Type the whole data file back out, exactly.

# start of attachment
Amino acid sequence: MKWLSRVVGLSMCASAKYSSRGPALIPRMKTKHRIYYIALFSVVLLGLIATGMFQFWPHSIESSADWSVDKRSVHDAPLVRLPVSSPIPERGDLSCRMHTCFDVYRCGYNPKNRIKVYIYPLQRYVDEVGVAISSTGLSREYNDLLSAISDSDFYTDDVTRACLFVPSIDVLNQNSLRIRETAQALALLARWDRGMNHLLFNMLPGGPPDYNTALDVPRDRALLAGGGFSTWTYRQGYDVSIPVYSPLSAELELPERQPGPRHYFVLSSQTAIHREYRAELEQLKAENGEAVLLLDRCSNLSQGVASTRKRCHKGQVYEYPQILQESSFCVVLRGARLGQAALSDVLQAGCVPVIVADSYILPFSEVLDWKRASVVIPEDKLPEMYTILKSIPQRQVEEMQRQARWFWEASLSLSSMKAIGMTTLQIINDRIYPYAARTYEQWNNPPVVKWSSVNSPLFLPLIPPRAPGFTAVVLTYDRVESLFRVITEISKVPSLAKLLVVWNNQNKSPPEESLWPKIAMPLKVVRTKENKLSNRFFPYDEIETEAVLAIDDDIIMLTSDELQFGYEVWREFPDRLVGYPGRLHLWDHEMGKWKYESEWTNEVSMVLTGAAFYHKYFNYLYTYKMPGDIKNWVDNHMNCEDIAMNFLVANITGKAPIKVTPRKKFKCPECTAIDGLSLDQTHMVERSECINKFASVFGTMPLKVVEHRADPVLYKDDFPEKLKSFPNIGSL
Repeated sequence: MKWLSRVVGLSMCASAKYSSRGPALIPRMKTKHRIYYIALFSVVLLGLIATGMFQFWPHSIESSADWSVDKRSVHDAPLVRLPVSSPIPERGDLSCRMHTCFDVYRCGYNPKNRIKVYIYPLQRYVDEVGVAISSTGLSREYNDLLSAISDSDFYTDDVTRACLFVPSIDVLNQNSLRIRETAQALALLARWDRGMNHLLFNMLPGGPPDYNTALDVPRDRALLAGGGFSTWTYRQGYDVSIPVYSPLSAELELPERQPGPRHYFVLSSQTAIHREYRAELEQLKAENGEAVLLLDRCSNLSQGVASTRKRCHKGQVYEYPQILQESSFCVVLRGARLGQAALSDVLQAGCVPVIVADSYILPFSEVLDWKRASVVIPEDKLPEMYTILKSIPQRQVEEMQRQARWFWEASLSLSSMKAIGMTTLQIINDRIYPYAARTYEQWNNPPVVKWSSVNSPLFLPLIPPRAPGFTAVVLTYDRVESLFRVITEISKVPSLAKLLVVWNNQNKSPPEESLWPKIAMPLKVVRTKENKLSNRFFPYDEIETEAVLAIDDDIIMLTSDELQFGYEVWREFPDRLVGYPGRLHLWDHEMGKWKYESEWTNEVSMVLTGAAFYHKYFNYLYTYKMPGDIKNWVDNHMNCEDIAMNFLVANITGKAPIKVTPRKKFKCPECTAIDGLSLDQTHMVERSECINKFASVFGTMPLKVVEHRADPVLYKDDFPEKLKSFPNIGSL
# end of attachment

Amino acid sequence: MKWLSRVVGLSMCASAKYSSRGPALIPRMKTKHRIYYIALFSVVLLGLIATGMFQFWPHSIESSADWSVDKRSVHDAPLVRLPVSSPIPERGDLSCRMHTCFDVYRCGYNPKNRIKVYIYPLQRYVDEVGVAISSTGLSREYNDLLSAISDSDFYTDDVTRACLFVPSIDVLNQNSLRIRETAQALALLARWDRGMNHLLFNMLPGGPPDYNTALDVPRDRALLAGGGFSTWTYRQGYDVSIPVYSPLSAELELPERQPGPRHYFVLSSQTAIHREYRAELEQLKAENGEAVLLLDRCSNLSQGVASTRKRCHKGQVYEYPQILQESSFCVVLRGARLGQAALSDVLQAGCVPVIVADSYILPFSEVLDWKRASVVIPEDKLPEMYTILKSIPQRQVEEMQRQARWFWEASLSLSSMKAIGMTTLQIINDRIYPYAARTYEQWNNPPVVKWSSVNSPLFLPLIPPRAPGFTAVVLTYDRVESLFRVITEISKVPSLAKLLVVWNNQNKSPPEESLWPKIAMPLKVVRTKENKLSNRFFPYDEIETEAVLAIDDDIIMLTSDELQFGYEVWREFPDRLVGYPGRLHLWDHEMGKWKYESEWTNEVSMVLTGAAFYHKYFNYLYTYKMPGDIKNWVDNHMNCEDIAMNFLVANITGKAPIKVTPRKKFKCPECTAIDGLSLDQTHMVERSECINKFASVFGTMPLKVVEHRADPVLYKDDFPEKLKSFPNIGSL
Repeated sequence: MKWLSRVVGLSMCASAKYSSRGPALIPRMKTKHRIYYIALFSVVLLGLIATGMFQFWPHSIESSADWSVDKRSVHDAPLVRLPVSSPIPERGDLSCRMHTCFDVYRCGYNPKNRIKVYIYPLQRYVDEVGVAISSTGLSREYNDLLSAISDSDFYTDDVTRACLFVPSIDVLNQNSLRIRETAQALALLARWDRGMNHLLFNMLPGGPPDYNTALDVPRDRALLAGGGFSTWTYRQGYDVSIPVYSPLSAELELPERQPGPRHYFVLSSQTAIHREYRAELEQLKAENGEAVLLLDRCSNLSQGVASTRKRCHKGQVYEYPQILQESSFCVVLRGARLGQAALSDVLQAGCVPVIVADSYILPFSEVLDWKRASVVIPEDKLPEMYTILKSIPQRQVEEMQRQARWFWEASLSLSSMKAIGMTTLQIINDRIYPYAARTYEQWNNPPVVKWSSVNSPLFLPLIPPRAPGFTAVVLTYDRVESLFRVITEISKVPSLAKLLVVWNNQNKSPPEESLWPKIAMPLKVVRTKENKLSNRFFPYDEIETEAVLAIDDDIIMLTSDELQFGYEVWREFPDRLVGYPGRLHLWDHEMGKWKYESEWTNEVSMVLTGAAFYHKYFNYLYTYKMPGDIKNWVDNHMNCEDIAMNFLVANITGKAPIKVTPRKKFKCPECTAIDGLSLDQTHMVERSECINKFASVFGTMPLKVVEHRADPVLYKDDFPEKLKSFPNIGSL